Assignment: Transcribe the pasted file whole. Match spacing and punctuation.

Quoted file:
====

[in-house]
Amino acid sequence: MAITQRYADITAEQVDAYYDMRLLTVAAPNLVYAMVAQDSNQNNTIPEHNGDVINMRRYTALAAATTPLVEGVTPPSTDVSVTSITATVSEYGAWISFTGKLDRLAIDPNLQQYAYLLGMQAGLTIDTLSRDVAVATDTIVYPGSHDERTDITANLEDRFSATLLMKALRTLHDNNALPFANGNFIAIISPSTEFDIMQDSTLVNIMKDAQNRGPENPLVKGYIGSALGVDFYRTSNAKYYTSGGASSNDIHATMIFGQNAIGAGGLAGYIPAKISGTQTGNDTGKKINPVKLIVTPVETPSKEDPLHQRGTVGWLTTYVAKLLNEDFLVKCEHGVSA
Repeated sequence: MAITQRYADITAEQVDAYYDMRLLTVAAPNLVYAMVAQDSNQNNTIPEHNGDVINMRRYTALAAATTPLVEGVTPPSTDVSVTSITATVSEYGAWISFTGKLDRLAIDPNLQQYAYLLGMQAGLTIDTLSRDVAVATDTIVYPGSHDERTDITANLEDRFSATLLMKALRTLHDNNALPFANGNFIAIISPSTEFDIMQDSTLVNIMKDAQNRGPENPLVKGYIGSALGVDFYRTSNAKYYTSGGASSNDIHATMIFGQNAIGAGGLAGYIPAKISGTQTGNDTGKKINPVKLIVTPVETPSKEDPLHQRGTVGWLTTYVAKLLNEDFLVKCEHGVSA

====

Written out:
[in-house]
Amino acid sequence: MAITQRYADITAEQVDAYYDMRLLTVAAPNLVYAMVAQDSNQNNTIPEHNGDVINMRRYTALAAATTPLVEGVTPPSTDVSVTSITATVSEYGAWISFTGKLDRLAIDPNLQQYAYLLGMQAGLTIDTLSRDVAVATDTIVYPGSHDERTDITANLEDRFSATLLMKALRTLHDNNALPFANGNFIAIISPSTEFDIMQDSTLVNIMKDAQNRGPENPLVKGYIGSALGVDFYRTSNAKYYTSGGASSNDIHATMIFGQNAIGAGGLAGYIPAKISGTQTGNDTGKKINPVKLIVTPVETPSKEDPLHQRGTVGWLTTYVAKLLNEDFLVKCEHGVSA
Repeated sequence: MAITQRYADITAEQVDAYYDMRLLTVAAPNLVYAMVAQDSNQNNTIPEHNGDVINMRRYTALAAATTPLVEGVTPPSTDVSVTSITATVSEYGAWISFTGKLDRLAIDPNLQQYAYLLGMQAGLTIDTLSRDVAVATDTIVYPGSHDERTDITANLEDRFSATLLMKALRTLHDNNALPFANGNFIAIISPSTEFDIMQDSTLVNIMKDAQNRGPENPLVKGYIGSALGVDFYRTSNAKYYTSGGASSNDIHATMIFGQNAIGAGGLAGYIPAKISGTQTGNDTGKKINPVKLIVTPVETPSKEDPLHQRGTVGWLTTYVAKLLNEDFLVKCEHGVSA